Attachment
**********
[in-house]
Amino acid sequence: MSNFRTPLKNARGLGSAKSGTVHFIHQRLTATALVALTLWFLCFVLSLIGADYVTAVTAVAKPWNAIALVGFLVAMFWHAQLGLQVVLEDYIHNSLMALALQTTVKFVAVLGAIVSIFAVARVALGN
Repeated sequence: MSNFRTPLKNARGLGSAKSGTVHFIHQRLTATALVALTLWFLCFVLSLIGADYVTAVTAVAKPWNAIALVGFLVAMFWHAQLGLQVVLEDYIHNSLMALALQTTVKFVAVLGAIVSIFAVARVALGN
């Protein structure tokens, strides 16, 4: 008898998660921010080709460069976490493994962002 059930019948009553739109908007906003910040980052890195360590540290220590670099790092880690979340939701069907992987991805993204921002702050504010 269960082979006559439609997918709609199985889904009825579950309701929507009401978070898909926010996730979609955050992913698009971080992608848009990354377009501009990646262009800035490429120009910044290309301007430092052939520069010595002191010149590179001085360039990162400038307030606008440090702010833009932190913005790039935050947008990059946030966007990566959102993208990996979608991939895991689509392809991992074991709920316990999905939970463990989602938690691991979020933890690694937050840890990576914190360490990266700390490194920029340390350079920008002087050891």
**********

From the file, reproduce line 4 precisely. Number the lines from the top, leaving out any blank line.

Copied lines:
């Protein structure tokens, strides 16, 4: 008898998660921010080709460069976490493994962002 059930019948009553739109908007906003910040980052890195360590540290220590670099790092880690979340939701069907992987991805993204921002702050504010 269960082979006559439609997918709609199985889904009825579950309701929507009401978070898909926010996730979609955050992913698009971080992608848009990354377009501009990646262009800035490429120009910044290309301007430092052939520069010595002191010149590179001085360039990162400038307030606008440090702010833009932190913005790039935050947008990059946030966007990566959102993208990996979608991939895991689509392809991992074991709920316990999905939970463990989602938690691991979020933890690694937050840890990576914190360490990266700390490194920029340390350079920008002087050891």